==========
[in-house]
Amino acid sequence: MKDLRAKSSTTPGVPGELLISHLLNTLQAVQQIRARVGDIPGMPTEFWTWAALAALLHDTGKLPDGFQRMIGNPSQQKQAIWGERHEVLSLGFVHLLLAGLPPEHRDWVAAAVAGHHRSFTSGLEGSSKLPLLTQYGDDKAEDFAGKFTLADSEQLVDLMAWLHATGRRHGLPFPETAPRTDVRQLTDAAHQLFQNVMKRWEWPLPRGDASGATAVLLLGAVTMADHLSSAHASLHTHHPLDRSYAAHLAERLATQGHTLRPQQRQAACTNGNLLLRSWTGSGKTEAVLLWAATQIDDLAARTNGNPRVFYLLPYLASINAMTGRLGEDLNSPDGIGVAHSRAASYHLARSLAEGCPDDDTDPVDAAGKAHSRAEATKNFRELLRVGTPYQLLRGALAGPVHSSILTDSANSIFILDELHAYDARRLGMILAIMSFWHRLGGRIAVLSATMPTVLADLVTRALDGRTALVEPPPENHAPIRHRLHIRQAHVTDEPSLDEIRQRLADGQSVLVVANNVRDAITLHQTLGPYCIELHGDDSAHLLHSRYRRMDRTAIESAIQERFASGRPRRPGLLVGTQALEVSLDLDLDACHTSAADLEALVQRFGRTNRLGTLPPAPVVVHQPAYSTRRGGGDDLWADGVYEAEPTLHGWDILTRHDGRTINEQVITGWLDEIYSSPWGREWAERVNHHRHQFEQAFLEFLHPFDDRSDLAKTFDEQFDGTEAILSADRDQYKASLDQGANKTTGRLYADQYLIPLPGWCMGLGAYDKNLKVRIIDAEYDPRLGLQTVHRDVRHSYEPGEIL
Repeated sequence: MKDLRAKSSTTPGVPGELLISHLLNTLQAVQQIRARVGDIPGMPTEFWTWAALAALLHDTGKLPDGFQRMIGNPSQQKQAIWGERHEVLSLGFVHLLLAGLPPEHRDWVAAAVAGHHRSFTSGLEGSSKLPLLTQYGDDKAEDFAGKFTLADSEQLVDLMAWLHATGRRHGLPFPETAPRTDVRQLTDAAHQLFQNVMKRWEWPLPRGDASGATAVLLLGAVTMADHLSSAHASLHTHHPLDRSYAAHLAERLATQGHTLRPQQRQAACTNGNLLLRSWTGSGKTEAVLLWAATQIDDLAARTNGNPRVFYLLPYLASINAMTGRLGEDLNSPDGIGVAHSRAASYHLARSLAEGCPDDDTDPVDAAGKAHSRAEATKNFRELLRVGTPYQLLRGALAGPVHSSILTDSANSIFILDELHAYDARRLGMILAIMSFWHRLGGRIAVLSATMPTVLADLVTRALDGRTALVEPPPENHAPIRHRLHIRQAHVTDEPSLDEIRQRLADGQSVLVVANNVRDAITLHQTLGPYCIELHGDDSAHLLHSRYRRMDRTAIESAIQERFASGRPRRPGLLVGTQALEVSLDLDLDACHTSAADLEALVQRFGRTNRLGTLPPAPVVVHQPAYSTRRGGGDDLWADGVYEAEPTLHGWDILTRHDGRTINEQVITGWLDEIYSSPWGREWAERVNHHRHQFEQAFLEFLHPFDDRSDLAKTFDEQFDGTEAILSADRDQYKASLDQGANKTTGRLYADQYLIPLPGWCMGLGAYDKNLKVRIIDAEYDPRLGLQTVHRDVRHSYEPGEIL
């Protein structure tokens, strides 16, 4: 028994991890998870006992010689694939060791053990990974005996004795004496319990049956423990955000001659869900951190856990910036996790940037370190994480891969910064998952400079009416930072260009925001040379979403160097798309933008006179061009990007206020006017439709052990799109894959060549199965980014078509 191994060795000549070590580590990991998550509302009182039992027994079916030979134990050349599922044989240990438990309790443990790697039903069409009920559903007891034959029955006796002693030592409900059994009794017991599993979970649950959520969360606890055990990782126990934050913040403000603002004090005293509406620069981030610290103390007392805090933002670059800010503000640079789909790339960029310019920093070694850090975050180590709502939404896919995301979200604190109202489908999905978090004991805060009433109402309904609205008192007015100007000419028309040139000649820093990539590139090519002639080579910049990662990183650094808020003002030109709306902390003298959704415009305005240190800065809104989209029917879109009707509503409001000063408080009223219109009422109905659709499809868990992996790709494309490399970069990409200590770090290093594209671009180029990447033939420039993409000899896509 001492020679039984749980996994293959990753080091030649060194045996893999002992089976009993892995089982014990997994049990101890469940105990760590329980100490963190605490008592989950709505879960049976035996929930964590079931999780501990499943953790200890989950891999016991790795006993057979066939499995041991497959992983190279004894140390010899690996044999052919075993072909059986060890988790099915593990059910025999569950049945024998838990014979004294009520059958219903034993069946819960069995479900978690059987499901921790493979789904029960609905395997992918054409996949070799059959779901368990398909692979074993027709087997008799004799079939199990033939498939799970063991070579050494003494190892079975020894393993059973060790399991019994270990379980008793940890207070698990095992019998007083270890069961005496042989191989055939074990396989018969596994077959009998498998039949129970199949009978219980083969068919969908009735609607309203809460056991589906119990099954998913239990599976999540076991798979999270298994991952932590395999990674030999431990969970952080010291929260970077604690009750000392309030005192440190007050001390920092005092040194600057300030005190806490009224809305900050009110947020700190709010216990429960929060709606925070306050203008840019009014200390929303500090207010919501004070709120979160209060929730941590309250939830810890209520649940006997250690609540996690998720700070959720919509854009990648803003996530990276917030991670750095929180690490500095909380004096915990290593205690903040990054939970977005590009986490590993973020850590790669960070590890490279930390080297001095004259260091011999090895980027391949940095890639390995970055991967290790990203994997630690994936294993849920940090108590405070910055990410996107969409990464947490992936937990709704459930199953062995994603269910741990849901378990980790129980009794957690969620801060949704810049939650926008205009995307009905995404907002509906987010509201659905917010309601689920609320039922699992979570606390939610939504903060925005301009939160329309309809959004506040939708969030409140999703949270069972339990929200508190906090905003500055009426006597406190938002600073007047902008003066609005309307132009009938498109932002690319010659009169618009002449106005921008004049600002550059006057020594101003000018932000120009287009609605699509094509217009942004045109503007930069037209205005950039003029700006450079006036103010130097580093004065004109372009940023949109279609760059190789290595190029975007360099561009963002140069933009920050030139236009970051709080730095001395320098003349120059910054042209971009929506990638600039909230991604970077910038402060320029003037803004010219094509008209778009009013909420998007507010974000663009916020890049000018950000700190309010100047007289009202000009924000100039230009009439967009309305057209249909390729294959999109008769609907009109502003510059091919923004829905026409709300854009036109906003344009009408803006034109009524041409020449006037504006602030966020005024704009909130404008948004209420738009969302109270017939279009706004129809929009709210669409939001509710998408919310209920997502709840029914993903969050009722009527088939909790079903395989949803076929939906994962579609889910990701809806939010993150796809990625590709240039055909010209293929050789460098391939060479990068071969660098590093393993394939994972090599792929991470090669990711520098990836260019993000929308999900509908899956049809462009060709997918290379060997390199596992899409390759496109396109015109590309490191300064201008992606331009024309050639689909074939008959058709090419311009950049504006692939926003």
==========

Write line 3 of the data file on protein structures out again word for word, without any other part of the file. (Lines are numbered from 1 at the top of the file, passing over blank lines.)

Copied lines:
Repeated sequence: MKDLRAKSSTTPGVPGELLISHLLNTLQAVQQIRARVGDIPGMPTEFWTWAALAALLHDTGKLPDGFQRMIGNPSQQKQAIWGERHEVLSLGFVHLLLAGLPPEHRDWVAAAVAGHHRSFTSGLEGSSKLPLLTQYGDDKAEDFAGKFTLADSEQLVDLMAWLHATGRRHGLPFPETAPRTDVRQLTDAAHQLFQNVMKRWEWPLPRGDASGATAVLLLGAVTMADHLSSAHASLHTHHPLDRSYAAHLAERLATQGHTLRPQQRQAACTNGNLLLRSWTGSGKTEAVLLWAATQIDDLAARTNGNPRVFYLLPYLASINAMTGRLGEDLNSPDGIGVAHSRAASYHLARSLAEGCPDDDTDPVDAAGKAHSRAEATKNFRELLRVGTPYQLLRGALAGPVHSSILTDSANSIFILDELHAYDARRLGMILAIMSFWHRLGGRIAVLSATMPTVLADLVTRALDGRTALVEPPPENHAPIRHRLHIRQAHVTDEPSLDEIRQRLADGQSVLVVANNVRDAITLHQTLGPYCIELHGDDSAHLLHSRYRRMDRTAIESAIQERFASGRPRRPGLLVGTQALEVSLDLDLDACHTSAADLEALVQRFGRTNRLGTLPPAPVVVHQPAYSTRRGGGDDLWADGVYEAEPTLHGWDILTRHDGRTINEQVITGWLDEIYSSPWGREWAERVNHHRHQFEQAFLEFLHPFDDRSDLAKTFDEQFDGTEAILSADRDQYKASLDQGANKTTGRLYADQYLIPLPGWCMGLGAYDKNLKVRIIDAEYDPRLGLQTVHRDVRHSYEPGEIL